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Thread: Trends in photography

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    Trends in photography

    Just random thoughts .......someone asked me about those tie died ( huh get it?? ) muslin backdrops and the painted canvas ones.....I am pretty clueless about them but figured they couldn't be too hard to make if you were so inclined......plenty of stuff on the net if you wanted to research them.
    Then I thought they look pretty dated......does any one use them nowadays?

    I have a studio portrait done some 30 years ago that has a painted backdrop ( in fact most of my vintage stuff does ). I also have my DD graduation pic that has the mottled back drop as well but that is nearly 8 years ago nowl. My very old pics are obviously very formal with great granny standing with hubby seated in front with gorgeous curtains and stuff ( all painted ) behind them.

    When I look at recent stuff the effects are much cleaner, more crisp, less distractions. Wedding pics have moved away from the formal styles and more to the relaxed lifestyle stuff that is very prominent now.

    Do you find your images have changed over the years? Are the trends changing to suit lifestyles? Do we blindly follow along like sheep ( they are such dumb critters ) and follow trends? because the client asks for that style or .......??

    Who are the trend makers now? The guy with the million dollar photo? People we see/hear about on the internet? How does this translate to the client?

    I have the flu......am delirious I reckon...but I do think about this stuff and would be interested to hear your thoughts.

    Off to take more panadol.......

    cheers
    Jan

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    are you serious? Shelley's Avatar
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    I am replying, when I should be getting ready for work. I was looking for backdrops a couple of months ago and looked at the muslin, tie-dyes etc. I thought they were dated for what I wanted (I am sure there is a place for them still in photography). I like clean backgrounds mostly and I ended up going for paper roll backdrops, white, grey and chroma-key. I have black material - which I use, especially for baby shots.

    I have a leaning towards relaxed style in portraits and personally not a fan of formal shots - but then for a graduation shoot that I did - it was the only way to go.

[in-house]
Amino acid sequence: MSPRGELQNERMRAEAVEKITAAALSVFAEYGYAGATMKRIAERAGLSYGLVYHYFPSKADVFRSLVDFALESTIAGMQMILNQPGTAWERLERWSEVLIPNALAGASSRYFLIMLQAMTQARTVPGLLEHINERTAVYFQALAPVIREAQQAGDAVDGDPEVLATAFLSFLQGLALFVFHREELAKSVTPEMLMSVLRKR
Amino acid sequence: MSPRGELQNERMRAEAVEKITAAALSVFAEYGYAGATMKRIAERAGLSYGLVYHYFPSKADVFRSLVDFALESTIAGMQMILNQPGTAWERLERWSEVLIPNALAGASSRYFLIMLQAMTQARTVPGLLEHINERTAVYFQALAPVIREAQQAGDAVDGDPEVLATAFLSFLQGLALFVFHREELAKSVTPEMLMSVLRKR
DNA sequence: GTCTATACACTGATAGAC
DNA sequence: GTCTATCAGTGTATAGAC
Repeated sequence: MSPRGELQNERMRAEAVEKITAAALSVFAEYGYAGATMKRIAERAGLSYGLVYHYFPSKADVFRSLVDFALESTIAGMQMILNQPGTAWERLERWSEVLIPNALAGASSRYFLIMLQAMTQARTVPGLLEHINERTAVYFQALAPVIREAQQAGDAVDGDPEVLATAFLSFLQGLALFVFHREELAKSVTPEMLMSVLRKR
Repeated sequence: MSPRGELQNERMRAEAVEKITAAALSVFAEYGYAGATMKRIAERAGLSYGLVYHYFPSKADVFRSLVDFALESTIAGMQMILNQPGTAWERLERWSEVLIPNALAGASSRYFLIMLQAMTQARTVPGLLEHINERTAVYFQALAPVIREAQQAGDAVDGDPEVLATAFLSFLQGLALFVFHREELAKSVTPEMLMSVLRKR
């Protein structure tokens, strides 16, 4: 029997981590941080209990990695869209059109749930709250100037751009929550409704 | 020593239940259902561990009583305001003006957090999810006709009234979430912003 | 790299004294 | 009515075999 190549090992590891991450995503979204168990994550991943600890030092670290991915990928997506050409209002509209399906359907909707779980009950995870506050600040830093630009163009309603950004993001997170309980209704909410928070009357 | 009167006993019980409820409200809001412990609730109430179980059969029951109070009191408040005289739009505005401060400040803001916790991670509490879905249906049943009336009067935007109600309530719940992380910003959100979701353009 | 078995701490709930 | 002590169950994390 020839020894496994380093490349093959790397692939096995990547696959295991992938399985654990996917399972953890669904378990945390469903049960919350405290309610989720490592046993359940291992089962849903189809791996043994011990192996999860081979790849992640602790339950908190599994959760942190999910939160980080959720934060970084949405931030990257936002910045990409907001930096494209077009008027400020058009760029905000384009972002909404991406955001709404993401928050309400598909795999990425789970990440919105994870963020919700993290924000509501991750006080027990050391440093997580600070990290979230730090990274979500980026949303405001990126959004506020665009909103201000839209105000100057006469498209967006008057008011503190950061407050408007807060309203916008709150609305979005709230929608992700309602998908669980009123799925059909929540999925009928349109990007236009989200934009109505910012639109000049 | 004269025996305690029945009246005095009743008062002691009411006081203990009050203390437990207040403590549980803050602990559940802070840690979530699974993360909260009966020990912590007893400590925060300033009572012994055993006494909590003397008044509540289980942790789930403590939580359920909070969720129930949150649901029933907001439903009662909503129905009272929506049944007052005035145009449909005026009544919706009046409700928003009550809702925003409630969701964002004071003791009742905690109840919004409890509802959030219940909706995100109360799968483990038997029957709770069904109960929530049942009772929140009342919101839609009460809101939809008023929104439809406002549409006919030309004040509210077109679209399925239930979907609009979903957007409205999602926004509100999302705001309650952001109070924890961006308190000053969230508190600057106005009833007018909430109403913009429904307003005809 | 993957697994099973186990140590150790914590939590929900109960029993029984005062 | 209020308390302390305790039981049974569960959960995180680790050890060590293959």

Hope you get over the flu and back into life normally
    Shelley
    (constructive criticism welcome)

    www.shelleypearsonphotography.com


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    Member jeffde's Avatar
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    This is a great topic and i wonder why more have not commented.
    I think as far as i'm concerned i'm a little bit of a sheep, following whats gone before but trying to put my own stamp on things.
    I use the muslin and i think it works well - with some vignetting etc sometimes to soften the background.
    I would like to use paper - but how many colours can you have or want ???
    Usually new ideas and innovations can take some time to come to fruition and can cost alot to promote.
    I have some "different" ideas on where i would like to go but nothing so new that "no one" hasn't done it before.
    But just not done in my area.
    Inventing the next wheel or a better performing wheel is very difficult and for every one who succeeds - i think there are many ideas that don't.
    We recently did a studio wedding - very formal stuff- because of their religion the shots were done before the ceremony - My wife an i love the formal shots - (so does the client0 the light is geat (and was controlable) and the whole wedding (from my part took 2 1/2 hours)
    Its something we may push but will it take off ??? time will see.

    Innovative stuff will get driven by the suppliers - LED lighting - HD digital and photos etc.. and software innovations.

    I look foreward to more replies.
    Jeff - Jeff D Photography
    Canon -
    http://jeffdphoto.ifp3.com/
    www.jeffdphotography.com.au


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    i think that the main trends in photography are going down the route of digital editing. Whilst it may be a broad statement i think that photography in general, (That is the actual taking of the picture) , will for the most part be more or less unaltered really. The biggest change i se is in the digital age and more so the editing process where digital has allowed more people to be able to manipulate there photographs as they see fit, rather than having the roll of film developed at the local photo shop.
    Most "styles" that are emerging and being copied i would think are more editing styles rather than "picture taking" styles

    Just my thoughts

    Simon.
    Last edited by snappysi; 14-02-2011 at 6:36pm.

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    May be a bit of topic but, if you look at what has happened and is happening in the sport /motorsport world of photography, I think lots of the non established shooter are the ones pushing the envelope and its not digital editing driven but how to shoot the shot. Using things like parabolic efect (Think thats what its called) . Side pan shots in motorsport are old, 3/4 front slow shutter speed, wide pans and pans through obstacles the list goes on. I know when ever I go to shoot a motor sport event I'm always looking for something different.
    Those that shoot sport that traditionally would of been shot with action freezing SS are now being shot slow to give the feel of speed, action and drama.
    I don't shoot portraits often, I find lighting difficult and communicating with subjects hard but would like to try getting some motion into some portraits, might be terrible but would be fun to try.